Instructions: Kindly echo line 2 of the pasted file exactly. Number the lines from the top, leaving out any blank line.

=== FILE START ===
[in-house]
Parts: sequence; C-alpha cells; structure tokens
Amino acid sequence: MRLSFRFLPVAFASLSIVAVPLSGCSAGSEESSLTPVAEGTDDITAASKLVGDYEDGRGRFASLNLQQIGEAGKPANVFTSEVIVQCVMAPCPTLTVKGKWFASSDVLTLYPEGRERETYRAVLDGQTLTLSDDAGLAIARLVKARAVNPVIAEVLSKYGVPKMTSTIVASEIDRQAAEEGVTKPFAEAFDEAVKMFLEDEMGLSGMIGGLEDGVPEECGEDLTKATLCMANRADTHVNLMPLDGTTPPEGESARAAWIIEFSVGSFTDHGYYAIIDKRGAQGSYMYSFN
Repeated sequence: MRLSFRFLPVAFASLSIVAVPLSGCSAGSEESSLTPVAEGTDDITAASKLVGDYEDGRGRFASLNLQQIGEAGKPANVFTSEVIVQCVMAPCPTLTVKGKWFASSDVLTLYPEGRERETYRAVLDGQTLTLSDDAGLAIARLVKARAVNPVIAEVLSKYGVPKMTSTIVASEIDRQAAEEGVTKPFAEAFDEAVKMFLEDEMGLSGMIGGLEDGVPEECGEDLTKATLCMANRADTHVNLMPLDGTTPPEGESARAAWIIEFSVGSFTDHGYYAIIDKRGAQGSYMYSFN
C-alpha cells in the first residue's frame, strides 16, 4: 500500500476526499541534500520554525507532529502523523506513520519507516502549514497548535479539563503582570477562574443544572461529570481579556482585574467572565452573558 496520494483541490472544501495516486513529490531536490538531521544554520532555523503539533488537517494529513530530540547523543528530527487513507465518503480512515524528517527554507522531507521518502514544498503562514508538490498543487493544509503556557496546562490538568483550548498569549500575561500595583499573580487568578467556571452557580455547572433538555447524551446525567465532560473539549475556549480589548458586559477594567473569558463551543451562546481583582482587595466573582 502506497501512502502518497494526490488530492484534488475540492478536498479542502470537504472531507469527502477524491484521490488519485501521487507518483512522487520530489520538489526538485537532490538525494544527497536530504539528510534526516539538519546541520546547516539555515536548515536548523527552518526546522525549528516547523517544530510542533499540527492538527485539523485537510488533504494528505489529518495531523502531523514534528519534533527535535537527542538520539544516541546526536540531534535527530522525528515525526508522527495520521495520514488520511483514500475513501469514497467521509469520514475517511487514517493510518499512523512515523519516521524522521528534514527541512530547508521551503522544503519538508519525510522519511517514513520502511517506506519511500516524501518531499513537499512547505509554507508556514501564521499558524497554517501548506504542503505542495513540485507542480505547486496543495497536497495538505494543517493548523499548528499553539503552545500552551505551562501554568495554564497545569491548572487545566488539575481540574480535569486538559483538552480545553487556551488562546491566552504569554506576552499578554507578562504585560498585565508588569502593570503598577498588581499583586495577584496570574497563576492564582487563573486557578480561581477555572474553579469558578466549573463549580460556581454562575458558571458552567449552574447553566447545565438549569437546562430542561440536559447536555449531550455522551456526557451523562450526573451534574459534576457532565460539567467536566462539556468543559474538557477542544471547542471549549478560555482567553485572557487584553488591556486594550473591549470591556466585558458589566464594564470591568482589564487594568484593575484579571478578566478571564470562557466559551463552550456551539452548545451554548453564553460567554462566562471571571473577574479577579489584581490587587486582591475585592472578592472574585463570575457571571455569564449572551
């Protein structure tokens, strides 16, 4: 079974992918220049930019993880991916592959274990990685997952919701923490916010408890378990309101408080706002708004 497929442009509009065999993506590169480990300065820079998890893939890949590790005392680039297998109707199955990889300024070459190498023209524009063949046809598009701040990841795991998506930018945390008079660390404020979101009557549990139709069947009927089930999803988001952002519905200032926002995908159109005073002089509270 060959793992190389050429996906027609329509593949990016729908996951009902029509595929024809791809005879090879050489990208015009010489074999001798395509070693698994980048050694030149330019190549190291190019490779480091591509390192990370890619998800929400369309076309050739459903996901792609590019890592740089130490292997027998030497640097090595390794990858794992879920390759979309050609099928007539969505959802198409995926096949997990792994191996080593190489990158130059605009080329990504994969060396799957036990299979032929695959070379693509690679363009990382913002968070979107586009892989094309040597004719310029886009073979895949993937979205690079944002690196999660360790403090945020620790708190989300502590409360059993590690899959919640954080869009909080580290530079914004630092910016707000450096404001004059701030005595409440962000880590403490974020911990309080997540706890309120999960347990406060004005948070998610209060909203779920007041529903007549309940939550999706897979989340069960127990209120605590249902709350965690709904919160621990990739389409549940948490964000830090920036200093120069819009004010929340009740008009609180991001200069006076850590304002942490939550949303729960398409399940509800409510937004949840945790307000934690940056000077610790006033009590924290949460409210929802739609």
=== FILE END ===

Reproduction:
Parts: sequence; C-alpha cells; structure tokens